Still No Conclusion on Amtrak Wreck, NTSB Tells Congress

WASHINGTON – Investigators told members of Congress that they still haven’t determined the cause of an Amtrak train crash that killed eight people in Philadelphia on May 12 and they have yet to determine whether the engineer was using his cell phone at the time of the incident.


Christopher Hart, chairman of the National Transportation Safety Board, the agency leading the probe, appeared before the House Transportation and Infrastructure Committee to report that detailed inspection of the locomotive is underway. The brakes appeared to be working normally and the tracks were in good shape. Human error remains a possibility.

The agency conducted an interview with the Amtrak engineer, identified as Brandon Bostian, who said he recalled ringing the train bell as it passed through the North Philadelphia Station stop but he could not recall anything that transpired thereafter. Bostian, who said he suffered a concussion, has been operating trains in the Washington-Boston Northeast Corridor for three years. He further told investigators that he felt comfortable operating the equipment and that he felt neither ill nor fatigued.

The NTSB also has possession of the Amtrak engineer’s cell phone, Hart said. While records appear to indicate that calls were made around the time of the incident, “investigators have not yet made a determination if there was any phone activity during the time the train was being operated.”

“In order to make that assessment, investigators have started the process of correlating the time stamps in the engineer’s cell phone records with multiple data sources including the locomotive event recorder, the locomotive outward facing video, recorded radio communications and surveillance video,” Hart said.


That process, he added, is “detailed and lengthy.” Since there exist variations in time stamps for each data source, each one must be correlated to the same time zone so that a factual timeline of events can be developed that will allow investigators to understand if phone activity has any relevance to the accident.

The May 12 incident involved Northeast Regional Train 188, operating northbound, traveling from Washington to New York Penn Station. Shortly after leaving Philadelphia’s 30th Street Station, the train derailed while traveling through a left curve.

The maximum speed through that particular curve is posted at 50 miles per hour. Preliminary data indicate that moments before the derailment, when the engineer hit the emergency brake, the train was traveling at 106 mph. Three seconds later, when the data to the recorders terminated, the train’s speed was about 102 mph.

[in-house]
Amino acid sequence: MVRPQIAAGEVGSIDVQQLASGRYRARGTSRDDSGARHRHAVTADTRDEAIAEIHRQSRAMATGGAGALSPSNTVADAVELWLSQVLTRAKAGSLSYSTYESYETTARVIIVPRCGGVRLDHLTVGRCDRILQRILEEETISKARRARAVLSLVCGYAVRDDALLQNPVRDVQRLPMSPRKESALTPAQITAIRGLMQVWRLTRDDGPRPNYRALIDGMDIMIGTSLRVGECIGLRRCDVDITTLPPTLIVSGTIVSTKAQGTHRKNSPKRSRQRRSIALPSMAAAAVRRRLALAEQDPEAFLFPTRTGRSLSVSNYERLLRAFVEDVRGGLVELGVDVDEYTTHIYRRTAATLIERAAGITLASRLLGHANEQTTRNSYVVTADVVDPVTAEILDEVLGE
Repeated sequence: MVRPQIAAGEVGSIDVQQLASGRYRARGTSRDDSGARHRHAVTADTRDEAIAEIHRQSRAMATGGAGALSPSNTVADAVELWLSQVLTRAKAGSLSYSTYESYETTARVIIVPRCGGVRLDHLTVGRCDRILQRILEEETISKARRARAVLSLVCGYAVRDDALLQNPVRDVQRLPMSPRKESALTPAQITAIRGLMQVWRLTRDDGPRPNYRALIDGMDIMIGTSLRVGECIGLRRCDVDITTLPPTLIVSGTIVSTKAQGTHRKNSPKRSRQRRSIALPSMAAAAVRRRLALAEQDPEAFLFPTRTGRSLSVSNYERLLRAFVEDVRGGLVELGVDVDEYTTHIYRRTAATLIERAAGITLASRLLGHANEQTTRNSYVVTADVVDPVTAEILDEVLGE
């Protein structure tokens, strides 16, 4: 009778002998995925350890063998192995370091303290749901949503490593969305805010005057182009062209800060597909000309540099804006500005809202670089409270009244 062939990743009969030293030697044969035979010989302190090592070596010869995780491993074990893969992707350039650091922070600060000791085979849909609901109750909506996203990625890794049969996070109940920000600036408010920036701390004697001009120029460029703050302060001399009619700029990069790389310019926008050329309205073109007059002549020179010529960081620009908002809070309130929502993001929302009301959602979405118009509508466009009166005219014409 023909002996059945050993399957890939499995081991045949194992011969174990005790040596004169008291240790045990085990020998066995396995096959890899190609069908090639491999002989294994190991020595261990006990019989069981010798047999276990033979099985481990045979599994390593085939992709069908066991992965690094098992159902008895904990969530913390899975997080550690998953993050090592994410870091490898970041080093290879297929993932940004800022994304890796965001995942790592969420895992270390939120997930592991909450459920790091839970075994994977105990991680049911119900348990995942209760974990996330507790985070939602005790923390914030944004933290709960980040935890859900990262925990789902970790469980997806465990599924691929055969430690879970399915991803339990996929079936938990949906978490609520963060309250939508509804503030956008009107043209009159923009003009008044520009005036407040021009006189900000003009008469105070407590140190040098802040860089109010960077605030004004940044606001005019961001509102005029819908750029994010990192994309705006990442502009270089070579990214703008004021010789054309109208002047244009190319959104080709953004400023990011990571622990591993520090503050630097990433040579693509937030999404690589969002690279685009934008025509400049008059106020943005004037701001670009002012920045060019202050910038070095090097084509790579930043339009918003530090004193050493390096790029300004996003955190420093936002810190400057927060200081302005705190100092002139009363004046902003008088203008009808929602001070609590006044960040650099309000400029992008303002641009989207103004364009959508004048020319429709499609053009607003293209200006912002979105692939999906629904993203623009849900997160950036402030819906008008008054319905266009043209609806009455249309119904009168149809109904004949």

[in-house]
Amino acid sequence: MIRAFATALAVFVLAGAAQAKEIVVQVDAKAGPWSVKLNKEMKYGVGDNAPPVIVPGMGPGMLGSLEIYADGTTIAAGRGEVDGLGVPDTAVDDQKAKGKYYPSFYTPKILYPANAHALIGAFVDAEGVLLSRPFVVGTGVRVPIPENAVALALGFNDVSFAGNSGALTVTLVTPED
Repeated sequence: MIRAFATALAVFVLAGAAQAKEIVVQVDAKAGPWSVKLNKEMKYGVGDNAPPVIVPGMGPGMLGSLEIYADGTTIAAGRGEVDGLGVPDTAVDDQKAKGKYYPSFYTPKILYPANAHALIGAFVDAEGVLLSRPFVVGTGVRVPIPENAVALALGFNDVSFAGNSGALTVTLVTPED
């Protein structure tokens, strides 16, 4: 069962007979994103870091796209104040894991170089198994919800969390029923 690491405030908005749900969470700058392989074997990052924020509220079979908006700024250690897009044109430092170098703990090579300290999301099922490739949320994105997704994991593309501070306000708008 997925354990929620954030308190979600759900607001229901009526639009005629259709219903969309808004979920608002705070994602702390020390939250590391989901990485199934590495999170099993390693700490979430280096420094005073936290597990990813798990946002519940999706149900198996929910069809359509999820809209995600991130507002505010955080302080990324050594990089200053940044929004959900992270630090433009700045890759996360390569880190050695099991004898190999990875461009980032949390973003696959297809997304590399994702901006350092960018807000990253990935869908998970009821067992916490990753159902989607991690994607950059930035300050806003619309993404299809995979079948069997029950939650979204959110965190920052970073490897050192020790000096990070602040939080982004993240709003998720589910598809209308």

In addition to the eight killed, more than 200 were injured.

Members of the committee expressed frustration with the length of the probe, particularly in trying to determine whether the engineer was using his cellphone at the time of the accident.

“It seems if you get the access to the phone, you look at the phone, you know the answer in, like, five minutes,” said Rep. Lee Zeldin (R-N.Y.).

Rep. Jeff Dunham (R-Calif.), chairman of the House Railroads, Pipelines and Hazardous Materials Subcommittee, expressed concern that the NTSB “made definitive statements after the accident, but here we are weeks later and they still can’t say what led to the accident.”


Hart said the NTSB was equally surprised by the complexity of nailing down the timeframe. “And we’re experts at this,” he said.

“We want to have exact agreement on this before we come out with any of it,” Hart said.

A significant portion of the hearing was devoted to rail safety and the steps being taken by federal agencies to protect passengers with a special emphasis on Positive Train Control, an upgraded system that can halt trains in emergency situations. According to Hart, the accident could have been prevented if PTC had been installed.

“The single greatest contribution that my generation of railroaders can make to the industry is to implement PTC as rapidly as possible,” Amtrak chief executive Joseph Boardman told the committee.

Under PTC, each train receives information regarding its location and where it can safely travel. On-board equipment enforces this travel plan, preventing any unsafe movement. Congress in 2008 mandated that PTC be installed on all major freight and passenger rail lines by the end of this year in wake of a fatal accident in California. Few expect rail lines to meet that deadline because it involves complex technology and, at least in the eyes of some Democrats, funding problems. Some consideration is being given to extending the deadline to 2020.

Ironically, PTC already has been installed in certain sectors of the Northeast Corridor but the system is not in operation on the stretch where the crash occurred.


Rep. Sean Maloney (D-N.Y.) said Congress “ought to be on the top of the list” when it comes to assessing blame for the incident, citing the failure of lawmakers to provide sufficient funding.

“The safety of the American people has been compromised because we have been dithering,” he said.

Republicans countered that Amtrak has been wasting money and should have prioritized implementation of PTC over other initiatives.

Hart told the panel that the NTSB is considering improved safety measures in addition to PTC. Seat belts, recording equipment in engine cabs and crash testing are all possibilities.


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